There is no requirement regarding patent marking under Turkish law.


    Voluntary licensing

    Are there any restrictions on the contractual terms by which a patent owner may license a patent?

    The contractual terms of a voluntary licence agreement are determined by the patentee freely. It is at the complete discretion of the patentee to limit or broaden the rights to be licensed on the patent; however, the moral rights on the patent cannot be transferred through a licence agreement. Competition law requirements and special requirements on standard essential patents are reserved.

    The licensing agreement must be in writing.

    Compulsory licences

    Are any mechanisms available to obtain a compulsory licence to a patent? How are the terms of such a licence determined?

    The compulsory licence can be granted under six circumstances in accordance with article 129 of the Industrial Property Law (the IP Law):

    • non-use of a patented invention for three years starting from publication or four years as of the application;
    • the patent being dependent on an earlier patent;
    • public interest in the use or enhancement of the use of the patented invention;
    • exportation of the patented invention owing to public health issues (in accordance with the Protocol Amending the TRIPS Agreement);
    • the inability of a plant breeder to develop a new variety of plant without infringing a previous patent; and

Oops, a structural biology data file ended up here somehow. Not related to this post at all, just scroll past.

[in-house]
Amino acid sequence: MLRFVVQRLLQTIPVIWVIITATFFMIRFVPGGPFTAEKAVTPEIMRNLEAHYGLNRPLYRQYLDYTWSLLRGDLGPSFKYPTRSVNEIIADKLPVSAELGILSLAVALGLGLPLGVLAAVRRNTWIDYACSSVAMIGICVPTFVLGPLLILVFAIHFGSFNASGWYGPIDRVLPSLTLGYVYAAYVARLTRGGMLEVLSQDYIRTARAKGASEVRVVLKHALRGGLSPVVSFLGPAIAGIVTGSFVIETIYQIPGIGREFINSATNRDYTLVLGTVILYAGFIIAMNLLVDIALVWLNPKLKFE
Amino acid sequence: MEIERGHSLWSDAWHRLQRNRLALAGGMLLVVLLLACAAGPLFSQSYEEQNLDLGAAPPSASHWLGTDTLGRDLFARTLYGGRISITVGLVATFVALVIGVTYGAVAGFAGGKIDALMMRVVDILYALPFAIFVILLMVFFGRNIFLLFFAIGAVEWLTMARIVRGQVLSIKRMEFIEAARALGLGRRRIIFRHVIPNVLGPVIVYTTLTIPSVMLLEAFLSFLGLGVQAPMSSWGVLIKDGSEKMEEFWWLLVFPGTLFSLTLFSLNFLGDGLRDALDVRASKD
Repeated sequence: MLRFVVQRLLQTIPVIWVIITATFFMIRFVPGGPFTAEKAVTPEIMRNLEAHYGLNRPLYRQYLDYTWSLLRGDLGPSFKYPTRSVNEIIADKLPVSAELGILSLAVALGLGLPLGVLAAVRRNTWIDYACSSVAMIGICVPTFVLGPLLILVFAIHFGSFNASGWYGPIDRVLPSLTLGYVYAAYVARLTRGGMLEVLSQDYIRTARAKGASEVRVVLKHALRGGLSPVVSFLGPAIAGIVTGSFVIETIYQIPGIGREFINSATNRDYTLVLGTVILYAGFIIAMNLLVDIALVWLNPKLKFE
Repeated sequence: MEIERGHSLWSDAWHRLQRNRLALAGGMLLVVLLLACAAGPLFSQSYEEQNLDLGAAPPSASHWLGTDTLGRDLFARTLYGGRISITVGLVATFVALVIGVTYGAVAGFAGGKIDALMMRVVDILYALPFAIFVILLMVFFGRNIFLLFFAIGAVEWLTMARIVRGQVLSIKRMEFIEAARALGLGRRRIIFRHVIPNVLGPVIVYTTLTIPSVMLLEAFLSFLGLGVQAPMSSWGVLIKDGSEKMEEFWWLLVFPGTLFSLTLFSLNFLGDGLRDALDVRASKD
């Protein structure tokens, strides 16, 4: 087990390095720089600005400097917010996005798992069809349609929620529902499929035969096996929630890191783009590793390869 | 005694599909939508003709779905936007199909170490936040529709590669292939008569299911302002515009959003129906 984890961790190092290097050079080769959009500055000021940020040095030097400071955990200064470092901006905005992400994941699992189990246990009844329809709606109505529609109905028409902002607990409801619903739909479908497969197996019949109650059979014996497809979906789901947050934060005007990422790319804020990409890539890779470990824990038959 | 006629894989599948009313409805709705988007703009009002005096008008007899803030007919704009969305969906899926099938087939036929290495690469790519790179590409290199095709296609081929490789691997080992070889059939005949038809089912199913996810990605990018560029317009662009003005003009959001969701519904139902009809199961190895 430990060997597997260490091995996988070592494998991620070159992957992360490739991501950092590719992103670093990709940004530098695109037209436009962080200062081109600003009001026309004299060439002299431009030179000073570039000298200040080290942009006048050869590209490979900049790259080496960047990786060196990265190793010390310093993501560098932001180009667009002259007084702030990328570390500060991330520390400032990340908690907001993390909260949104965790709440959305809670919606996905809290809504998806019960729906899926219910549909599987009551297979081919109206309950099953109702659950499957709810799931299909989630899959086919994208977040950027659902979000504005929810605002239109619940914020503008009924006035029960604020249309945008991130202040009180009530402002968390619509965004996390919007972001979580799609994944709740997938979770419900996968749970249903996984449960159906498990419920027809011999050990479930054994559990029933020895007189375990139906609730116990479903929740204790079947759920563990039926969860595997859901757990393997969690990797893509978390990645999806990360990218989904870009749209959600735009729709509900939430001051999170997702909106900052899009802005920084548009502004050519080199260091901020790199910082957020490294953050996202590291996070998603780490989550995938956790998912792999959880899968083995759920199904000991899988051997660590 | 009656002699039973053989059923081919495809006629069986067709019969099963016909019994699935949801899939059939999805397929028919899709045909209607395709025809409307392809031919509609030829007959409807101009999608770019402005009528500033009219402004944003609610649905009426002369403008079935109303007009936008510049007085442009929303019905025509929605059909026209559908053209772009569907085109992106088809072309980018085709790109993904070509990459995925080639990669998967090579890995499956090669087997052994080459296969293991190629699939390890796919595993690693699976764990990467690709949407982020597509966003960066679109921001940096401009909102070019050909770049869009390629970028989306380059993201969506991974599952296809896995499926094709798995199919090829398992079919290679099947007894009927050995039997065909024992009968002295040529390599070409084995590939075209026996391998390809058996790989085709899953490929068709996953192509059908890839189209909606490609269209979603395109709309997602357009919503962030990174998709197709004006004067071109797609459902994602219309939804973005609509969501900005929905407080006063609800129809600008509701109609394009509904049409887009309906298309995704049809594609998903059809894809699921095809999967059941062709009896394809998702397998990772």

• engagement of the patent owner in activities that prevent, distort or restrict competition while using the patent.

    It is sufficient for one of the above-mentioned circumstances to occur for a compulsory licence to be granted; however, the list is exhaustive. The compulsory licence is always granted by a public authority, such as the courts, the President of the Republic or the Competition Authority.

    The terms of the compulsory licence are determined in accordance with the IP Law. The compulsory licence is granted non-exhaustively (except for certain conditions of public interest) and it is not allowed to subject the patented invention to exportation or importation (an exception may arise due to public health issues). The compulsory licence cannot be transferred or sublicensed.

    However, as an exception, if public interest requires, the patented invention can be imported, transferred or sublicensed. The patent owner or the licensee can request the terms to be amended if the conditions have changed. The articles regarding voluntary licences are applied to compulsory licences, provided that the terms are not contradictory to the articles of the IP Law regarding compulsory licences. The licence fee is determined by courts in accordance with the economic value of the patent (except for the compulsory licence owing to public health issues of foreign countries).


    Patenting timetable and costs

    How long does it typically take, and how much does it typically cost, to obtain a patent?

    Obtaining a patent takes approximately two to five years.

    Official fees for granting a patent for 2023 can be found on the Turkish Patent and Trademark Office’s (TTPO) website.

    Costs in a smooth-running proceeding will be between €5,000 and €8,000 (including official and attorneys’ fees). These figures do not include the drafting of the patent application.

    The total costs and timing – from the filing of the patent application to the grant of the patent – depend on:

    • the complexity of the invention or application;
    • the number of prior art documents cited; and
    • the length of the examination proceedings.

    Expedited patent prosecution

    Are there any procedures to expedite patent prosecution?

    No specific procedures are available to expedite patent prosecution under the Industrial Property Law (the IP Law). However, a patent prosecution highway system is being established at the TPTO. Currently, the Patent Prosecution Highway is applied between the Japanese Patent Office and the Spanish Patent and Trademark Office as pilot offices.